More than 500 hours of Youtube footage is uploaded every minute, but almost every second is impossible for me and millions of other visually impaired people (and Google) to understand. The good news is that we're entering a new era for intelligent image recognition. We're seeing new innovations coming onstream from some of the biggest names in tech and I predict that by the end of the decade we'll see the kinds of advances that make a real difference to the experience of millions of users worldwide.
Here come the robots
In my last blog, I talked about Twitter now including an alt text option for images, so that tweeted pictures can be more easily described by those tweeting them, and thus understood by audiences including blind users, visually impaired people, and search engines.
While humans are still best placed to interpret what's in an image, I suspect very few people will take the time to use this new hidden Twitter feature. However, the latest advances in artificial intelligence could see robots able to interpret images and add enough information to make sense of an ever increasing visual multimedia world.
Facebook moves to offer automated interpretation of image contents and Microsoft's moves to also offer automated interpretation of image contents aren't as good as humans yet, but are improving all the time. In fact, I believe that by 2020 such tech will be good enough at pulling out the salient features of an image that it will be indistinguishable from humans in the summaries it produces. It'll be a sort of Turing test for those times when friends are talking you through their holiday snaps.
That's right, my prediction is that by 2020 you won't be able to tell the difference between your friend's description of an image and what a robot tells you it can 'see'.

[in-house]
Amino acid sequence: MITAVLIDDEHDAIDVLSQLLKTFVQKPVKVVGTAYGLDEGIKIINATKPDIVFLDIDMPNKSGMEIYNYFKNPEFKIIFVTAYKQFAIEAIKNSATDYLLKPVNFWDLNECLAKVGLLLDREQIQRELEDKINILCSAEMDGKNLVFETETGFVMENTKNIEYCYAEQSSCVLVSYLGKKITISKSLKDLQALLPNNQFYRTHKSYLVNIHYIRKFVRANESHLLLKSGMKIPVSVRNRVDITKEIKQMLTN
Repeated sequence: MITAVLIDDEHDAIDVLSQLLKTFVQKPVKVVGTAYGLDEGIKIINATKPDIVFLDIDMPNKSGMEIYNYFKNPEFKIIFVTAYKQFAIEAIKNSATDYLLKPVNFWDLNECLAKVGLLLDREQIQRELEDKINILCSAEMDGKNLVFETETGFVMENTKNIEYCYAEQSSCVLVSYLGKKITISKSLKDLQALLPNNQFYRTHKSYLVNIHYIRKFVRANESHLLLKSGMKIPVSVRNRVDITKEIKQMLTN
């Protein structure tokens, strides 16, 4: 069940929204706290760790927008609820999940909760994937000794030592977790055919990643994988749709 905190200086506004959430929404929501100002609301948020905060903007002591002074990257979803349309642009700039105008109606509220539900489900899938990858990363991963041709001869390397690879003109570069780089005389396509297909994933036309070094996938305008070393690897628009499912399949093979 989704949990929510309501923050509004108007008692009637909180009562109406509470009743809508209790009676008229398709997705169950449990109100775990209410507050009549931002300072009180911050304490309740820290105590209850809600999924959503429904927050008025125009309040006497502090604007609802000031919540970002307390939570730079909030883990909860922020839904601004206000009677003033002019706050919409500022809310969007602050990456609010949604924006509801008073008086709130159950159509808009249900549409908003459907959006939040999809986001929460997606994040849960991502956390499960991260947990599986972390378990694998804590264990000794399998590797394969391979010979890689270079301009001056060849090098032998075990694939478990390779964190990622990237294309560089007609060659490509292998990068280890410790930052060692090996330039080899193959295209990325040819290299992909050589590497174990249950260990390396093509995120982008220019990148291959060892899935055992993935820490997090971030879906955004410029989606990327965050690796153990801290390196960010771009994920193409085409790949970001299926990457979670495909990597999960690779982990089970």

Microsoft Azure advancements
It's been announced that Microsoft's Azure Media Services is now offering a suite of functionality that promises improved understanding of images and videos for blind users and search engines alike. Azure is the platform for all the company's cloud-based services and this recent addition is a welcome advance in a very exciting (although being blind I might be biased!) area.
According to Techcrunch, one feature of this new offering from Microsoft is the ability to analyse a video and automatically select certain snippets to create a representative summary of the entire video. It also offers improved Optical Character Recognition (OCR) of text within videos.
This makes it much easier for blind users to access that content of a video which may contain written text - such as the opening credits of a film, subtitles, a video of a slideshow or webinar presentation. It is also useful for search engines which must currently rely on image filenames, titles or alt text (if present) to identify relevant images.
Emotions in motion
A couple of other interesting features included in the recent Microsoft announcement are the fact that both face and emotion detection is now available for videos, as well as movement detection (which automatically identifies when there's been activity in a video) that allows for more significant image analysis to be triggered.
We mentioned last time how this software still has a long way to go. But with tech giants such as Google and Microsoft racing to deliver truly intelligent solutions, I'm very hopeful that these accelerating advancements will deliver a more inclusive multimedia future for everyone.